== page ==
6. Do you support passage of the two proposed constitutional amendments, Photo ID and the same-sex marriage ban, currently on the ballot?
I support both the Photo ID and Marriage Protection Amendments.
7. Can lawmakers do anything to help improve the state’s economy?
Yes. Minnesota has an unfavorable tax and regulatory environment. Our cost of energy is higher than neighboring states. We can create policies to make Minnesota more competitive:
•Benchmark our permitting processes so we are competitive
•Simplify our tax code. Reduce our tax burden.
•Embrace all of the above approach to energy.
8. If you could sign three laws into effect today, what would they be?
•Repeal the ban on coal power to reduce energy costs for our families and businesses
•Full Federal tax code conformity to simplify taxes for families and business. This would also encourage businesses to invest in new capital equipment because they could take accelerated depreciation.
•Government operations streamlining based on best practices in other states.
9. What legislation would you support to reduce the number of abortions?
I support the Positive Alternatives grants that give access to crisis pregnancy services and adoption options. I support a ban on abortions for babies that can feel pain (generally 21 weeks). I support education for women about their unborn child and possible health risks.
10. The Elk River Area School District is seeking an operating levy renewal and an additional levy to in part provide for all day, every day kindergarten. Is that appropriate, or should the state provide the funding for this endeavor.
Local districts should assess then need for all day everyday Kindergarten and pre-K programs based on their population and family needs. I do not believe the state should provide the funding, nor do I think parents and children should be required to participate in all day, every day Kindergarten.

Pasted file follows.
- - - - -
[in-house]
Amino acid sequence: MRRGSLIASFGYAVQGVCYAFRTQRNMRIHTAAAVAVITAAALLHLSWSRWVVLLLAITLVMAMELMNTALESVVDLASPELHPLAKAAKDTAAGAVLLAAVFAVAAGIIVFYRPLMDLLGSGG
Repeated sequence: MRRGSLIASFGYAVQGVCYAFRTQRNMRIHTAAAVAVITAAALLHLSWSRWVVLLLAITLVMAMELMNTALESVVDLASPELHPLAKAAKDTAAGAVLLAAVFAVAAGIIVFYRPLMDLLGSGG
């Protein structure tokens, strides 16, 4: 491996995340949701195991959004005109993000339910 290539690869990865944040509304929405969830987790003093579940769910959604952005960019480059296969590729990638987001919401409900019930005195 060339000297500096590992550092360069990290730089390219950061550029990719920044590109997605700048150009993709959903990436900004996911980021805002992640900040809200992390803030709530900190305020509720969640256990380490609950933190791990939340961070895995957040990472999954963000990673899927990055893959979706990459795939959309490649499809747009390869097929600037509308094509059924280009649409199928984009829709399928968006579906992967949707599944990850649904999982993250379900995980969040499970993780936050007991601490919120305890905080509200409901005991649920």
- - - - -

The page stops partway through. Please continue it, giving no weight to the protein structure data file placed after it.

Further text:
11. What energy policies are needed in the state of Minnesota?
•Repeal the coal ban – I am a co-author
•Repeal the nuclear ban – I am a co-author
•Reform CIP programs – They added $30 Million to Great River Energy’s cost to provide electric service. I was authored and passed several of these reforms, but there is more to be done.
•Allow hydroelectricity from all sources to count toward Renewable Energy Standards – Chief Author
12. What changes in health care reform would you push if elected?
Review of Minnesota’s 65 health care mandates. We have more than any other state, and we need to know if they are cost effective.
Reforms to help Medicaid patients access the lowest cost appropriate level of care to discourage use of emergency rooms for non-emergent issues.
I will continue to oppose the implementation of the ACA exchange in Minnesota.
Elk River Area Chamber of Commerce Questions
Would you describe yourself as “Pro-Business” and if yes, what makes you Pro-Business?